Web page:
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Having written five books myself (mathematical cryptographic software and hardware) I can be a tough reviewer of new books.
But this is a GREAT book. Jim has, at considerable personal expense, consolidated 20 years of glassblowing into the 248 pages of this book (and the DVD's). I predict that 20 years from now, folks will still be referring to this as the standard classroom textbook for glassblowing. Just to be clear, I have no financial interest in making that recommendation to you.
Jim also offers DVD's which visually show the material in this book, and I hope to add a separate review of the DVD's shortly.
I had to fly from Philadelphia to Los Angeles and back to Philadelphia, and the flights afforded me the time to read this book, cover to cover, every word on every page. I highlighted this book so much, I used up an entire yellow highlighter, and had to start a second new highlighter on page 98. This book is positioned as a book for beginners, but it is much more than that -- it is a book on glassblowing FUNDAMENTALS.
Yes, beginners need to learn these fundamentals, but IF YOU WANT TO BECOME A BETTER GLASSBLOWER, YOU NEED TO BUY THIS BOOK. Jim also makes the point early in the book that studio time is expensive, so anything you can do to make that time more productive (including practicing outside the studio) become very worthwhile, and that is one of the main ideas of this book.
Usually Appendices in books are where authors put supplemental material that adds little additional value to the core ideas of their books, but in the case of this book, Appendix A "Fifty Fixes to Fixty Problems" is one of most valuable parts of this book! If any one of these fixes saves ONE piece which would otherwise be lost, then this book has paid for itself! I was joking to a couple of the glassblowing students at school that I've seen at least 40 of the 50 problems at the end of my blowpipe, and then wouldn't you know, later that day as I was working in the studio -- I recognized a new problem that Jim had specifically identified and photographed, in a piece I was making! One of my favorite quotations is Pasteur's "Chance Favors a Prepared Mind", and that is why this appendix is so commendable -- it prepares your mind for the inevitable glassblowing problems, and how you can manipulate the glass to adjust or fix those problems.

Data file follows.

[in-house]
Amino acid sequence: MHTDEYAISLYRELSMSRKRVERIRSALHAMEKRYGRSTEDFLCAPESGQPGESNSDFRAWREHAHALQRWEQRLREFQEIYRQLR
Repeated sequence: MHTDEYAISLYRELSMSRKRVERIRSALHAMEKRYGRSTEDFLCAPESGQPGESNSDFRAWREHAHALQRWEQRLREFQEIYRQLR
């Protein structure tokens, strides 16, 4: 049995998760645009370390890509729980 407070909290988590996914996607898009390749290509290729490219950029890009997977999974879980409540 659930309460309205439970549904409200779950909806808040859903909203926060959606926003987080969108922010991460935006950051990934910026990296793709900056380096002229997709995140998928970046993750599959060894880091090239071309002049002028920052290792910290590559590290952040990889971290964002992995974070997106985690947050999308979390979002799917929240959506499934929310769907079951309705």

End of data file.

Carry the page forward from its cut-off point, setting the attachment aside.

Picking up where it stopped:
There is, of course, emphasis on safety fundamentals in the first chapter, followed by an explanation of studio equipment in Chapter 2. I was happy to read the references to the use of blow-hoses on pages 4, 113, and 181 (my Steinert blow-hose is great!).
There is a certain zen-like nature to this book, which is nicely accompanied by Jim's sense of humor. On page 41, when talking about ascertaining the level of glass in the furnace when gathering, Jim says "When your heart is pure, and your are ready, you will know". In terms of understanding how crucial understanding "heat management" is while working on a piece on page 89, Jim describes this as "eventual enlightenment". on page 177 there is another great quote: "Just like any other extreme sport, there is a lot of preparation that precedes chaos".
Page 134 "Choosing the Right Tool" may be the single most useful page in the whole book for a beginner. He describes each of the tools, but starts with GRAVITY, and states "Gravity by itself is the best shaping tool. It leaves no marks or cold spots, use it liberally." That quote should give you a wonderful sense of the practical and pragmatic information contained within this book.
Chapter 12 "Six Basic Shapes" resonates with me, because that has always been one of the important early exercises that Karl Carter teaches in the Intermediate Glassblowing class at Bucks County Community College (although Karl choses a slightly different set of shapes)
I also want to point out the "Go Practice" exercizes at the end of many of the chapters, as being very useful.
The Book and/or DVD can be ordered through:
Third Degree Press
Front Cover of Book:
Front of DVD:
20:45:39 February 23 2017
glassblowing web page at 188.8.131.52 last modified: June 16 2009